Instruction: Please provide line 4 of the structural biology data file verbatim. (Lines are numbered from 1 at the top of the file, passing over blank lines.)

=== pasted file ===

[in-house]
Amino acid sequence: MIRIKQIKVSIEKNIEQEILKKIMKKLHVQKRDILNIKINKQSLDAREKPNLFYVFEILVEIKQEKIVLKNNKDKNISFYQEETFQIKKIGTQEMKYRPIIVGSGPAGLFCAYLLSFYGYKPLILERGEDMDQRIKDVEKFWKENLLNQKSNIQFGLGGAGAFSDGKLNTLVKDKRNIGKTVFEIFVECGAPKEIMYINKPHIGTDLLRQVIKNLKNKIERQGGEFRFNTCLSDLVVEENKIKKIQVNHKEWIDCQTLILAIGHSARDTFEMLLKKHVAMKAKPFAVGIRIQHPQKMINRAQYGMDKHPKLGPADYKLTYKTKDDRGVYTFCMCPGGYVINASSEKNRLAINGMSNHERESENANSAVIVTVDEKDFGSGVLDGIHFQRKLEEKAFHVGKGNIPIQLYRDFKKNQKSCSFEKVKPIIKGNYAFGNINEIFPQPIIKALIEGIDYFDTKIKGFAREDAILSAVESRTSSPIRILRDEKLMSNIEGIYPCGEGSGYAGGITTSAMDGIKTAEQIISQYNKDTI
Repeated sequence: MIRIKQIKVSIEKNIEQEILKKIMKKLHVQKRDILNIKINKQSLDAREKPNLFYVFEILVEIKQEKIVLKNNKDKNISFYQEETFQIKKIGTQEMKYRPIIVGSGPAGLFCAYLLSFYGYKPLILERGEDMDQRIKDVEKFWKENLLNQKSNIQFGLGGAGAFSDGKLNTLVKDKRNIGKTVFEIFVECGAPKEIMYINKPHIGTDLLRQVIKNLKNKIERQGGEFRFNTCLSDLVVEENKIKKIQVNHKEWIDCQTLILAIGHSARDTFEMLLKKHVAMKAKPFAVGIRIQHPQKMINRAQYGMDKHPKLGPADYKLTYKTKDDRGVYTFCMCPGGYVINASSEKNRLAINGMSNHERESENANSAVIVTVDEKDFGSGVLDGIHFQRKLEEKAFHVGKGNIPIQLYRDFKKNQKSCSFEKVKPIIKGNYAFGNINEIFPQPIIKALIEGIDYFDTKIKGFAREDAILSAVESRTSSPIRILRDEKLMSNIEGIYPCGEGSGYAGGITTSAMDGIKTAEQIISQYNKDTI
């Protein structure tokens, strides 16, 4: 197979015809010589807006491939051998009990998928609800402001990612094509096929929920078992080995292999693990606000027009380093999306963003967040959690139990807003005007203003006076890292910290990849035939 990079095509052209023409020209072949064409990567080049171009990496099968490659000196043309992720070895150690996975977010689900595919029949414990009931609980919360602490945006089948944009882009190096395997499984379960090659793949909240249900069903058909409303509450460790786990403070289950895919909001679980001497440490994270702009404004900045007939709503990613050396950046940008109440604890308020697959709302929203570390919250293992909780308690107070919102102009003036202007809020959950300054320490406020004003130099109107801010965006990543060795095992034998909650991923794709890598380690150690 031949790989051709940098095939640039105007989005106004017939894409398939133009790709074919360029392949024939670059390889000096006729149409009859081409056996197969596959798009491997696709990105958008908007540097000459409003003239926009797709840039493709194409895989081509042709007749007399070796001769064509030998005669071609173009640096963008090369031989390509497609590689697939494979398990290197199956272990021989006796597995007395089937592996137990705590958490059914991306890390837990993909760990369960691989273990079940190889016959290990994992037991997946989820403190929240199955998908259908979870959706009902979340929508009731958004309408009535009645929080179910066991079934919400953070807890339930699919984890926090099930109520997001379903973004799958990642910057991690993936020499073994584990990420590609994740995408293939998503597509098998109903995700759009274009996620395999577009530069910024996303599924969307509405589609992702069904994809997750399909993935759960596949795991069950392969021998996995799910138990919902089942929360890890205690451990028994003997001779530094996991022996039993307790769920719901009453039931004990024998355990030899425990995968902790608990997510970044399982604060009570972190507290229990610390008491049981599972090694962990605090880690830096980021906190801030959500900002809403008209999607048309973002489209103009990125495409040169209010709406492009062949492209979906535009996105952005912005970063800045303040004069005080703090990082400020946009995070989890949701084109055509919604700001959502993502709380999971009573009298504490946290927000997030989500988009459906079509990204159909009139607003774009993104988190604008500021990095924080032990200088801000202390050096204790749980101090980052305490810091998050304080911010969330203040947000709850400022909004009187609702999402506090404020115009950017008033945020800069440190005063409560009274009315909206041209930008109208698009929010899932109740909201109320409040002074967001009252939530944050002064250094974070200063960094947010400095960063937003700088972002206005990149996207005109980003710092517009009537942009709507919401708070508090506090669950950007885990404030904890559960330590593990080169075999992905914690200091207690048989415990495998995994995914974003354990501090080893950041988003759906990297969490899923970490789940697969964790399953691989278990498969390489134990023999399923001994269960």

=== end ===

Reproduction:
């Protein structure tokens, strides 16, 4: 197979015809010589807006491939051998009990998928609800402001990612094509096929929920078992080995292999693990606000027009380093999306963003967040959690139990807003005007203003006076890292910290990849035939 990079095509052209023409020209072949064409990567080049171009990496099968490659000196043309992720070895150690996975977010689900595919029949414990009931609980919360602490945006089948944009882009190096395997499984379960090659793949909240249900069903058909409303509450460790786990403070289950895919909001679980001497440490994270702009404004900045007939709503990613050396950046940008109440604890308020697959709302929203570390919250293992909780308690107070919102102009003036202007809020959950300054320490406020004003130099109107801010965006990543060795095992034998909650991923794709890598380690150690 031949790989051709940098095939640039105007989005106004017939894409398939133009790709074919360029392949024939670059390889000096006729149409009859081409056996197969596959798009491997696709990105958008908007540097000459409003003239926009797709840039493709194409895989081509042709007749007399070796001769064509030998005669071609173009640096963008090369031989390509497609590689697939494979398990290197199956272990021989006796597995007395089937592996137990705590958490059914991306890390837990993909760990369960691989273990079940190889016959290990994992037991997946989820403190929240199955998908259908979870959706009902979340929508009731958004309408009535009645929080179910066991079934919400953070807890339930699919984890926090099930109520997001379903973004799958990642910057991690993936020499073994584990990420590609994740995408293939998503597509098998109903995700759009274009996620395999577009530069910024996303599924969307509405589609992702069904994809997750399909993935759960596949795991069950392969021998996995799910138990919902089942929360890890205690451990028994003997001779530094996991022996039993307790769920719901009453039931004990024998355990030899425990995968902790608990997510970044399982604060009570972190507290229990610390008491049981599972090694962990605090880690830096980021906190801030959500900002809403008209999607048309973002489209103009990125495409040169209010709406492009062949492209979906535009996105952005912005970063800045303040004069005080703090990082400020946009995070989890949701084109055509919604700001959502993502709380999971009573009298504490946290927000997030989500988009459906079509990204159909009139607003774009993104988190604008500021990095924080032990200088801000202390050096204790749980101090980052305490810091998050304080911010969330203040947000709850400022909004009187609702999402506090404020115009950017008033945020800069440190005063409560009274009315909206041209930008109208698009929010899932109740909201109320409040002074967001009252939530944050002064250094974070200063960094947010400095960063937003700088972002206005990149996207005109980003710092517009009537942009709507919401708070508090506090669950950007885990404030904890559960330590593990080169075999992905914690200091207690048989415990495998995994995914974003354990501090080893950041988003759906990297969490899923970490789940697969964790399953691989278990498969390489134990023999399923001994269960």